In June 2017, the Office for National Statistics published its estimates for the ‘savings ratio’ for the first quarter of 2017. This is essentially a measure of the percentage of household income which is not going into current spending. The figures for Q1 2017 showed a sixth consecutive quarterly fall with a record low savings ratio of 1.7%, compared with 3.3% in Q4 2016 and 5.3% in Q3 2016.
These figures have generated much discussion as to why consumers are apparently ‘no longer saving’. However, our new policy paper “Has Britain really stopped saving?” casts doubt on whether this is a correct interpretation of the data and warns against policy makers jumping to the wrong conclusions based on the headline data. In particular, this is because the savings ratio calculation includes not just households’ day-to-day savings, but also the increase (or decrease) in the value of their pension funds, a factor which appears to be driving much of the recent fall.
The key findings of the paper are:
Commenting on the results Steve Webb, Director of Policy said:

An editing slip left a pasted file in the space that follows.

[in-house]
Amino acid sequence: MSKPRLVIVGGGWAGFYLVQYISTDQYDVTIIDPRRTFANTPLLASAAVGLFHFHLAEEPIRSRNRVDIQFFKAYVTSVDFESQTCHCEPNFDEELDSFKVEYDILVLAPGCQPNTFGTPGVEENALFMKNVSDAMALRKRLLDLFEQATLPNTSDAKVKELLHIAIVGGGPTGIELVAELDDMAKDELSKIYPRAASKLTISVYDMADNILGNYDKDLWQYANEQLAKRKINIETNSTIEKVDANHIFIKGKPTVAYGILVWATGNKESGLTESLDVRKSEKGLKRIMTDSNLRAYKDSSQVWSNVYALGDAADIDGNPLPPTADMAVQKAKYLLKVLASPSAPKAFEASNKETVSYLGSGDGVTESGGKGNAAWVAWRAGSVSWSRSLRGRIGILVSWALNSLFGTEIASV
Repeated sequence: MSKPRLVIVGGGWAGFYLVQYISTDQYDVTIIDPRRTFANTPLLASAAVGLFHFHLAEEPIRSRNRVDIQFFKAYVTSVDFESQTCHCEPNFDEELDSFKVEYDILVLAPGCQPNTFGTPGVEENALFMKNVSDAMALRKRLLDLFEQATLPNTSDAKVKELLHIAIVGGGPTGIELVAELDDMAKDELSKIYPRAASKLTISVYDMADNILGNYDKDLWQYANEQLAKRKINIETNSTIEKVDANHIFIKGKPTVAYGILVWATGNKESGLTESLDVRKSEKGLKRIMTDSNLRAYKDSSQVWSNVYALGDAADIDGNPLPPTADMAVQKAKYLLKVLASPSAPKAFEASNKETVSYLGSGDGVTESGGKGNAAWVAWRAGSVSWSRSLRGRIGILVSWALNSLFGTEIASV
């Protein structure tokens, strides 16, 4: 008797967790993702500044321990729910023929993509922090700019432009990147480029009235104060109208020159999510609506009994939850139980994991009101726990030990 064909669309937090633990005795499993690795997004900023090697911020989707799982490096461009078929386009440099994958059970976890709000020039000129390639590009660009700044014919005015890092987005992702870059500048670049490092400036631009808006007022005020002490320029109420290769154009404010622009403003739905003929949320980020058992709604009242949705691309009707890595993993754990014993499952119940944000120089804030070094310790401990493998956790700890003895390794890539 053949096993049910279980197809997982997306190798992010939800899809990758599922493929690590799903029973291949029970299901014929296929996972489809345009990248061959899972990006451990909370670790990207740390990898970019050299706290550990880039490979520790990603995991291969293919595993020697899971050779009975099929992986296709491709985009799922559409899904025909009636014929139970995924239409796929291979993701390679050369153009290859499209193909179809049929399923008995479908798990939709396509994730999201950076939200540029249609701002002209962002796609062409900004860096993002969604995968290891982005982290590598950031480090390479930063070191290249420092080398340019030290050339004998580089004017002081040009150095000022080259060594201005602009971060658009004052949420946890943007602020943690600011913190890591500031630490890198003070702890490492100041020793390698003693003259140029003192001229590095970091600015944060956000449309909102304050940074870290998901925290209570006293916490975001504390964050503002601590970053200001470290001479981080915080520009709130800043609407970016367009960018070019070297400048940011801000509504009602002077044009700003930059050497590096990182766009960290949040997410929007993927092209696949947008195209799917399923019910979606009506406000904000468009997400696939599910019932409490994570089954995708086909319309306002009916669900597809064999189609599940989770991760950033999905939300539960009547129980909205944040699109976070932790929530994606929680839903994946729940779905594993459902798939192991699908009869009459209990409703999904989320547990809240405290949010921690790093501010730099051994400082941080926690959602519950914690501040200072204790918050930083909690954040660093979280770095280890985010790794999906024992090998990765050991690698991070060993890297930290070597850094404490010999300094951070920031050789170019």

Recent figures for the headline savings ratio have been eye-catching and seemed to tell a story of a dramatic slump in household savings. But leaving aside short-term factors like people paying lump sum tax bills before the January 2017 deadline, most of the recent change in the savings ratio has been about what is happening in the world of pensions and tells us little or nothing about consumer spending habits. Policy-makers need to be incredibly careful about reading too much into a single headline statistic such as the savings ratio when it may be painting a very misleading picture of what is really going on in UK households.
Director of Policy and External Communications
Steve Webb is Director of Policy and External Communications at Royal London. Before this he was Minister of State for Pensions between 2010 and 2015, the longest-serving holder of the post. During that time he implemented major reforms to the state pension system, oversaw the successful introduction of auto enrolment and played a key role in the new pension freedoms implemented in April 2015. He was awarded a knighthood in the 2017 New Year’s Honours.